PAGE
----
ESA achieves deepest black thanks to laser texturing

14 September 2022
Olivier Malek

Ultra-black surfaces are for many reasons essential to space industry. Black coatings that are used at present work well, but they have their limitations. In search for a better alternative ESA, together with Sirris, started exploring the possibilities of laser texturing.

Making black surfaces is very important for space travel: a black surface reflects little or no light and is therefore often used on instruments for accuracy and to reduce errors. Stray light can complicate scientific experiments such as observations of the earth’s surface and/or stars. Furthermore, black surfaces radiate much more heat, and this is just about the only way an instrument or satellite can get rid of the heat generated by electronics and/or solar radiation is through radiators, which radiate it back into space. The blacker the surface, the better it is suited for this purpose, and also the lighter, more compact, more accurate and more stable the instrument becomes.

At present, many black coatings are used, but they have some limitations.

For example, they are very fragile and require a number of complex steps to be applied on a surface.

hey are also not as good as they should be in terms of performance,especially emissivity (radiating heat). This is why the European Space Agency ESA, together with Sirris, started their search for a better alternative, with the support of the Federal Science Policy (BELSPO).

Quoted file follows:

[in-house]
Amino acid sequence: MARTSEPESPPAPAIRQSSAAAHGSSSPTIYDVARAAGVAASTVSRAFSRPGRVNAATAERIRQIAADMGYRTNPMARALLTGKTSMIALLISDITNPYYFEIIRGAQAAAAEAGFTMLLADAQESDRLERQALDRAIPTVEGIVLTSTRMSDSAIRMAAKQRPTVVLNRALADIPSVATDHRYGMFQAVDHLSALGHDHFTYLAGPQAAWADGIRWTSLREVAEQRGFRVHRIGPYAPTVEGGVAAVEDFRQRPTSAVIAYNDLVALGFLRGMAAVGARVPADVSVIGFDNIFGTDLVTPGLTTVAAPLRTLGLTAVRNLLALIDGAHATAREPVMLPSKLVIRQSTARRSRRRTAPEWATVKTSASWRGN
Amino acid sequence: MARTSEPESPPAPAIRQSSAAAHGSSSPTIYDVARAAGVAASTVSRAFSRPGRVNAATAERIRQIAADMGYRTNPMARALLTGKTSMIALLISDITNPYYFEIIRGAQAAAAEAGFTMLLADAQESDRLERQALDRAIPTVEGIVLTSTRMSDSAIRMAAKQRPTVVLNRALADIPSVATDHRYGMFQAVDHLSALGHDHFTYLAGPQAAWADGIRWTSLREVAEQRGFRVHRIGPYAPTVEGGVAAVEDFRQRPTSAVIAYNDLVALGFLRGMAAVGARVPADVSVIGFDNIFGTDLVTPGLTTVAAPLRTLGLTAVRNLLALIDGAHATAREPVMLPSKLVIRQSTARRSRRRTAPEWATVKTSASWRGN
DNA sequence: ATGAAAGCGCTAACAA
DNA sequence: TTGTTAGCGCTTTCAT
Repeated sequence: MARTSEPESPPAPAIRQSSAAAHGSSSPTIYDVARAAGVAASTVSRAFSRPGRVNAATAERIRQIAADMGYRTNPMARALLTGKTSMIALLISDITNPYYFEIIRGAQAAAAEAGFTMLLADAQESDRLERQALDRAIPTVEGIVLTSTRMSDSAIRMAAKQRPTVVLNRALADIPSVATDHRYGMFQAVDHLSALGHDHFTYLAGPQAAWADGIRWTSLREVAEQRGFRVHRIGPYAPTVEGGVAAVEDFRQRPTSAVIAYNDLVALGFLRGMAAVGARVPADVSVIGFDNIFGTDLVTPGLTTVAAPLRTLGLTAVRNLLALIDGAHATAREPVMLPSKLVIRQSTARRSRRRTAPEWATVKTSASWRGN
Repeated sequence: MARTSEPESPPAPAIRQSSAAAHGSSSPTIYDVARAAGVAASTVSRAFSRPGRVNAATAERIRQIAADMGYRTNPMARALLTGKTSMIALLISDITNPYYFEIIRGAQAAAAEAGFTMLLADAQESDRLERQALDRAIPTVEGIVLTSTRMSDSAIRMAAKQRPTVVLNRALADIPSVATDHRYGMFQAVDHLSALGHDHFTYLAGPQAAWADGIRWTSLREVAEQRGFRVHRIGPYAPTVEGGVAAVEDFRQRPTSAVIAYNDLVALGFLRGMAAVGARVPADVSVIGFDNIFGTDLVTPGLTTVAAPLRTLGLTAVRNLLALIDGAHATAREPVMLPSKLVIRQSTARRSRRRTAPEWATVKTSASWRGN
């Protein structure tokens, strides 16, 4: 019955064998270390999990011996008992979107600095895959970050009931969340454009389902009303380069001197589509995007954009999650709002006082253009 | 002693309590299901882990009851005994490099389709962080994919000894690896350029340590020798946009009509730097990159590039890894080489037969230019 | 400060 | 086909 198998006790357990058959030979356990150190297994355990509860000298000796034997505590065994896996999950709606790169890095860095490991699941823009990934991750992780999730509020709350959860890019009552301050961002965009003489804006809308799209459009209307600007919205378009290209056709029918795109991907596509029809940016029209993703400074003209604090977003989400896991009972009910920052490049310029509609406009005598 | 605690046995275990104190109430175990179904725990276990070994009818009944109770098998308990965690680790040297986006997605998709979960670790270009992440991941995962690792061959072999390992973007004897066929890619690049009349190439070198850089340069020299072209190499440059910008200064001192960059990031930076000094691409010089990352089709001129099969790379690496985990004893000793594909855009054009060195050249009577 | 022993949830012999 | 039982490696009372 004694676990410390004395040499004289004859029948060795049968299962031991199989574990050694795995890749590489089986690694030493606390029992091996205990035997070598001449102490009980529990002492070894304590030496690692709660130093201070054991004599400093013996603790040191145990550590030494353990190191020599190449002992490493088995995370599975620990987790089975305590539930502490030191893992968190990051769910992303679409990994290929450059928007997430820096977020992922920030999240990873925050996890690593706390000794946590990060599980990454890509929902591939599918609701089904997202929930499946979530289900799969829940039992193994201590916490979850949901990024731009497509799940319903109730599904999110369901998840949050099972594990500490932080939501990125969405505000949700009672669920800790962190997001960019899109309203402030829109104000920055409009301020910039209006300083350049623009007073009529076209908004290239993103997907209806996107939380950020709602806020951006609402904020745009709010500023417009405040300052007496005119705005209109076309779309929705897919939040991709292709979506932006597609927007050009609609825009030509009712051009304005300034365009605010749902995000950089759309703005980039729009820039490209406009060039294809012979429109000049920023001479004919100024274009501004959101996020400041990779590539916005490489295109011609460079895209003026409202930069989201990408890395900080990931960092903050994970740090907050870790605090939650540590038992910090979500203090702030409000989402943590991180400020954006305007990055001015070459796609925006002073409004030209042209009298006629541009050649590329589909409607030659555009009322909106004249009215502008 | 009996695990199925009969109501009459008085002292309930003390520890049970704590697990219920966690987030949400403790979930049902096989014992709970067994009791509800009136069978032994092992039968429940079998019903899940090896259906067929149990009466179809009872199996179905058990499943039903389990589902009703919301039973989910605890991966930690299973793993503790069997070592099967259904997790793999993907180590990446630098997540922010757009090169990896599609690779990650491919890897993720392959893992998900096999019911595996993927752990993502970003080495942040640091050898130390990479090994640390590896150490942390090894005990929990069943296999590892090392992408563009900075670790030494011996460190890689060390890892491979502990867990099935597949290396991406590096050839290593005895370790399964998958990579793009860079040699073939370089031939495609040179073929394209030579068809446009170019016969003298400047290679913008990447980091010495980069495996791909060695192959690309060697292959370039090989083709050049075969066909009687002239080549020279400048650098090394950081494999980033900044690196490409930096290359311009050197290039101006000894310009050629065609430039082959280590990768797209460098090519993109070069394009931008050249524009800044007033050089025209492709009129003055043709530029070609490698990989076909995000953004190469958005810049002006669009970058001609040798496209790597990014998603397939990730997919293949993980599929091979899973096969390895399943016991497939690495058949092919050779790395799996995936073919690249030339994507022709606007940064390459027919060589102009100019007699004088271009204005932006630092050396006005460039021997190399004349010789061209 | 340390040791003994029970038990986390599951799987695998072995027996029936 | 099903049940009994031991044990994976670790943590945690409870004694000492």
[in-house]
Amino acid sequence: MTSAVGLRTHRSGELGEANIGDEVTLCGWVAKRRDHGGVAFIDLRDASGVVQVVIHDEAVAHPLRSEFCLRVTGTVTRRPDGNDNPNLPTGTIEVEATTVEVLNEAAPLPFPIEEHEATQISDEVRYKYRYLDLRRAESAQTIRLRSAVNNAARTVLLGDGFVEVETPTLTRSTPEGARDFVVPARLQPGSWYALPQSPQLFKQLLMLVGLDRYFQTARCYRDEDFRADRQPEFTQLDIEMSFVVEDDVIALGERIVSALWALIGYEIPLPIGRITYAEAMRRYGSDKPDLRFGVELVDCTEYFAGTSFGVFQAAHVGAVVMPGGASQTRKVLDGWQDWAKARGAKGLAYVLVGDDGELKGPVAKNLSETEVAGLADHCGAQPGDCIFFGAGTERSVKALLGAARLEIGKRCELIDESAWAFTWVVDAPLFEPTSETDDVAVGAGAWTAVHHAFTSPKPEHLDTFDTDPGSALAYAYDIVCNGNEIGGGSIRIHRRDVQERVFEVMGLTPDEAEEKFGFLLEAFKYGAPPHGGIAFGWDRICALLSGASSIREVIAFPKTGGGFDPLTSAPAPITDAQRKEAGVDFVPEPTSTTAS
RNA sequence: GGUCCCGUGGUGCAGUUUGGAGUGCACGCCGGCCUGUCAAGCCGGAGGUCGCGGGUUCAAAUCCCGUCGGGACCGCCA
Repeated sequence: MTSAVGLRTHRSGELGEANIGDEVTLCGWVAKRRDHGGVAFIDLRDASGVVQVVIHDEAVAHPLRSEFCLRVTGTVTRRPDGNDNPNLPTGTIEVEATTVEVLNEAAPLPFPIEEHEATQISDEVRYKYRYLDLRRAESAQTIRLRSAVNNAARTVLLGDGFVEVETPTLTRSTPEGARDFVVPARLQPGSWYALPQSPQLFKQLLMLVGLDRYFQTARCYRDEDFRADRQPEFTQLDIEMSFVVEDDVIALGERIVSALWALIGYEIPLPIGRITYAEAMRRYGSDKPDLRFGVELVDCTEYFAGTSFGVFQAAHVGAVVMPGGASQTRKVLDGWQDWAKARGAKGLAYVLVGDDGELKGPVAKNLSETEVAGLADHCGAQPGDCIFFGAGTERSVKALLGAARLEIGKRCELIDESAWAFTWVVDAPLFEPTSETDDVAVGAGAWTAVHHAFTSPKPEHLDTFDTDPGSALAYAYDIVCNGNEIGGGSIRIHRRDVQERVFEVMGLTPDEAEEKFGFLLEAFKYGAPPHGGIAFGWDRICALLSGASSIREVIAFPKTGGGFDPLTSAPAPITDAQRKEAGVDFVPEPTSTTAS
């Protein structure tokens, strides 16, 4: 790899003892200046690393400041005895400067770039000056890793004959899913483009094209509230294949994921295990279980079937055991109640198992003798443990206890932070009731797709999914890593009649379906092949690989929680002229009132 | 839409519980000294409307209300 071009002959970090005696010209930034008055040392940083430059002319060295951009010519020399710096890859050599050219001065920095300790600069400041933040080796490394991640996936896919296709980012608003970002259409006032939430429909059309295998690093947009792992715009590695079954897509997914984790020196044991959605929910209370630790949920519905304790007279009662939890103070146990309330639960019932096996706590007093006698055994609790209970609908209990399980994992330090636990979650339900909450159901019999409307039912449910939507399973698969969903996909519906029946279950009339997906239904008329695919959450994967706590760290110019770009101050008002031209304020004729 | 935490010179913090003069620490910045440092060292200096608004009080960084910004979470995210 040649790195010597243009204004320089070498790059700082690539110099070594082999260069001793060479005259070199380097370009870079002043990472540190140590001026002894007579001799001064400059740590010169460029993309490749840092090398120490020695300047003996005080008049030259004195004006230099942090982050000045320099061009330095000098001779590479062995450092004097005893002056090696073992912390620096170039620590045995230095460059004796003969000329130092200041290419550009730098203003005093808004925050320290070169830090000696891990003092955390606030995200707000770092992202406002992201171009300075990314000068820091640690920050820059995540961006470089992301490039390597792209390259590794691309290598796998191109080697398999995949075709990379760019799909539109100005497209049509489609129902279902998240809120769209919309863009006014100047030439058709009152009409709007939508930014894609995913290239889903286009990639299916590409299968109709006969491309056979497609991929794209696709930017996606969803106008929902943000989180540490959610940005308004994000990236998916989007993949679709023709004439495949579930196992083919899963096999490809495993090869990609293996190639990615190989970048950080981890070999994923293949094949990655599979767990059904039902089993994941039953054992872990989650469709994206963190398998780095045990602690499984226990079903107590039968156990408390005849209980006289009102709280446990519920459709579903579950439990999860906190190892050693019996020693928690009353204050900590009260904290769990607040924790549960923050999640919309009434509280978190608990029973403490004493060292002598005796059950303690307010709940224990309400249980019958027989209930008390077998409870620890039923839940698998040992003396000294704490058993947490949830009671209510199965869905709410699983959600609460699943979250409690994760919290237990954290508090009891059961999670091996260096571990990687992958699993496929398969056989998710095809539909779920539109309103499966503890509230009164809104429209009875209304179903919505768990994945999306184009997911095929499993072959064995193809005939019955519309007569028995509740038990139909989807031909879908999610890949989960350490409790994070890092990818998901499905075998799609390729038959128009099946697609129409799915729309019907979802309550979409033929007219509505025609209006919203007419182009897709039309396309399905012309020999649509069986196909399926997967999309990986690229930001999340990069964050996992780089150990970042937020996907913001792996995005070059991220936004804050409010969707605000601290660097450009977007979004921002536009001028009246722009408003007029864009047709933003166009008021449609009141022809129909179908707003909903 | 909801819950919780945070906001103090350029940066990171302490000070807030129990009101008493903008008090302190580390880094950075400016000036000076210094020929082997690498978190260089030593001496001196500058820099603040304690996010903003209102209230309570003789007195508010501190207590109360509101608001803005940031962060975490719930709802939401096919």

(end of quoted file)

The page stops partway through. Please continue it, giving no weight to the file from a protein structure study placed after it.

Ultrablack through multi-scale texturing

To Sirris it was clear that here was an opportunity to push the state of the art by deploying its ultra-short pulsed laser technology.

By applying multi-scale textures (microstructures with nanostructures on top), incident light can be captured very efficiently, making the surface very black, without the disadvantages of a coating. Such a structured surface also increases the emissivity far beyond what is possible with coatings, even to 0.99 (coatings 0.92-0.95).

This allows for solid mass and volume gains, which is particularly important for Belgian aerospace companies competing for international tenders.

The first part of the research has been concluded, in which the technology was proven on flat test pieces. The measurements confirm that textures do achieve the high absorption and emissivity specified, without any damage or contamination to the surface.

This opens the door to a whole range of new applications, which we will investigate further in a follow-up project together with some Belgian space companies and the Centre Spatial Liege (CSL).


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